Last week Richard Paey, a Florida man who suffers from terrible back pain as a result of a car accident and unsuccessful surgery, received a 25-year mandatory minimum sentence for drug trafficking. After moving from New Jersey to Florida 10 years ago, Paey could not find a local doctor willing to prescribe the large amounts of opioids he needed to relieve his pain, so he started filling out blank prescription forms he obtained from his New Jersey doctor. Although these prescriptions led to drug trafficking charges, there is no evidence that Paey used the drugs for anything other than his own pain relief.
"I kept waiting to hear that he was selling them somehow," one juror who regrets voting to convict told the St. Petersburg Times. "If he was selling them, that's one thing. But he was eating them." The fact that prosecutors at one point offered a Paey a plea agreement involving house arrest and probation (a far cry from 25 years in prison) suggests they knew he was not a drug trafficker.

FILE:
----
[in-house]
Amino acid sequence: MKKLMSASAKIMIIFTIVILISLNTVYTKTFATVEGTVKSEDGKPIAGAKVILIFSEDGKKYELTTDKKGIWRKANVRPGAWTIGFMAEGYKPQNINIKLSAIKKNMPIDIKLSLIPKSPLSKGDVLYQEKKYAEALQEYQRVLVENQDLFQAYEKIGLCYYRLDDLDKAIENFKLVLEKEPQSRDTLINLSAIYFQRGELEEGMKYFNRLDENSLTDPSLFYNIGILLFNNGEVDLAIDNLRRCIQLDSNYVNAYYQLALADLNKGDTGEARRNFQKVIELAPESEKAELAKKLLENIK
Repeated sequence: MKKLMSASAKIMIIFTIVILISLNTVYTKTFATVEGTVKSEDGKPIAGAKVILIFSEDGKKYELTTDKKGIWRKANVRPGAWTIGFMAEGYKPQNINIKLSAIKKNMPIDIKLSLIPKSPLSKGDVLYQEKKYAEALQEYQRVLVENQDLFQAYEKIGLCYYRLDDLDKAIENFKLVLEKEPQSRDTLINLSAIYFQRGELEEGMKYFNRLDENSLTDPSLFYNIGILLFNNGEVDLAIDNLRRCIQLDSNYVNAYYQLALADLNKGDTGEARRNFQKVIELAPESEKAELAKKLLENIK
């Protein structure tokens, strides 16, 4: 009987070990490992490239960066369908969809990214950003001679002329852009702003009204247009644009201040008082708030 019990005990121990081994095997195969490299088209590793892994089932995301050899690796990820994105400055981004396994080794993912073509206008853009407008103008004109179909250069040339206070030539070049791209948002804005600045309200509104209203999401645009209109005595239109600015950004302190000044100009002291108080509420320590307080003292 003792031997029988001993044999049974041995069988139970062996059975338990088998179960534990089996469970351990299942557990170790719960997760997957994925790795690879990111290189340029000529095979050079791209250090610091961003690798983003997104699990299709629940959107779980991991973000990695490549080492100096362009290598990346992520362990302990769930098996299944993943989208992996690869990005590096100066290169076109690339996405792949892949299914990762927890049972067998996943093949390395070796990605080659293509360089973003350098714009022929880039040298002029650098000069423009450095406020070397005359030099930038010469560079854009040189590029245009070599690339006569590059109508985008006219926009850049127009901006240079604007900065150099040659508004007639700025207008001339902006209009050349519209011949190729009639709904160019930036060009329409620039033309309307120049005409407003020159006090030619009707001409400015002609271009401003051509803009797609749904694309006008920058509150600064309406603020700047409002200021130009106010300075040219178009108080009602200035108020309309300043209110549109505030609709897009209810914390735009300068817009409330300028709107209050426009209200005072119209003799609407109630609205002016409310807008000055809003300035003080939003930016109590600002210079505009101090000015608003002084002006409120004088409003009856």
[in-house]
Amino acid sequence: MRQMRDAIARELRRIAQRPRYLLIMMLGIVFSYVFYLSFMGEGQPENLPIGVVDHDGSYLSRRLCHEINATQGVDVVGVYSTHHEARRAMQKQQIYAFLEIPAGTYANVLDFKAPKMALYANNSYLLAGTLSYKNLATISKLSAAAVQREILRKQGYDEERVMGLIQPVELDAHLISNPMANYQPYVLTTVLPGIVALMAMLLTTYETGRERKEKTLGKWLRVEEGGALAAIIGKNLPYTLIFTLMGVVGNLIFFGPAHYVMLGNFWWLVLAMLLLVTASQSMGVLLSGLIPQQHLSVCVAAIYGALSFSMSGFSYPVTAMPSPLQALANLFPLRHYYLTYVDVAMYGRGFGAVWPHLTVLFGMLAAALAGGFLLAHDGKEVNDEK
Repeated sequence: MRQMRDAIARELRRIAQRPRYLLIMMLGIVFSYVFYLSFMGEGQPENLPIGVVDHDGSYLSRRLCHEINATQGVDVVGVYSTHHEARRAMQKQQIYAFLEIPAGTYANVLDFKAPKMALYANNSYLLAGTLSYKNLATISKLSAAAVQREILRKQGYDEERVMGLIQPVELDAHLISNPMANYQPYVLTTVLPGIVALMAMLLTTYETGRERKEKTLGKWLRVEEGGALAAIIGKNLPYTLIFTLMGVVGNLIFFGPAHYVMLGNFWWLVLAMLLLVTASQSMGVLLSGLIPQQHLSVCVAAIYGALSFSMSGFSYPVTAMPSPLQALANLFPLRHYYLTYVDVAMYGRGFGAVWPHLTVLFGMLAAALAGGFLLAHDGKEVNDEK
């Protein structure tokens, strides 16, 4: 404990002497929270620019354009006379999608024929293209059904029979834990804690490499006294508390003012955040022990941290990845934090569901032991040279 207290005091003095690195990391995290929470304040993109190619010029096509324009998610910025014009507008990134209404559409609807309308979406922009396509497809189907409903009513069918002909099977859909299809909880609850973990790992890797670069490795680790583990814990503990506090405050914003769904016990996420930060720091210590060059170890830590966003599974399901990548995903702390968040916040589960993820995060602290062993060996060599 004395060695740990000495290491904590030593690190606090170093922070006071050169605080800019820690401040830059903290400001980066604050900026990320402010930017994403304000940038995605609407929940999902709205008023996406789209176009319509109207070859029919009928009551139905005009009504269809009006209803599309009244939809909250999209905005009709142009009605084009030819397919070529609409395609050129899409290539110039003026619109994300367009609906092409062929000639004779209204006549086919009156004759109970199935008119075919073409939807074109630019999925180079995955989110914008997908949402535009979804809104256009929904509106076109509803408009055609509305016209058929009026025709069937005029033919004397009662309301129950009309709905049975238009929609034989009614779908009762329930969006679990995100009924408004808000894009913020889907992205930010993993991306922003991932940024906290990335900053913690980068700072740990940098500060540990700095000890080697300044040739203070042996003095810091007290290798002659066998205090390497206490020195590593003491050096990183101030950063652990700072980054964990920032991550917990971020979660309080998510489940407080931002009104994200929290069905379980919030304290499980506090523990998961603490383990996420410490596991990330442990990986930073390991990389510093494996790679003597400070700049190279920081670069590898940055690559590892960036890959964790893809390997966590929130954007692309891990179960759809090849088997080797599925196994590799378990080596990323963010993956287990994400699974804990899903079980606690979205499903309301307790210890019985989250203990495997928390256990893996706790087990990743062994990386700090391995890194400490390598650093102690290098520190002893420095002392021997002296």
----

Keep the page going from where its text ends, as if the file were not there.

An editorial in the St. Petersburg Times that condemned the government's unjust treatment of Paey also faulted him for "stubbornly" refusing the proposed plea agreement. The paper's story about Paey's sentence likewise described him as "stubborn." But Paey, who uses a wheelchair to get around and is receiving morphine through a pump while in jail, refuses to identify himself as a criminal merely for doing what he had to do to obtain the medication he needed. "I hope never to hear the word 'stubborn' used to describe Richard Paey again," says Siobhan Reynolds of the Pain Relief Network. "He is a principled and courageous man who has sacrificed himself to demonstrate the hidden and denied reality facing patients in pain."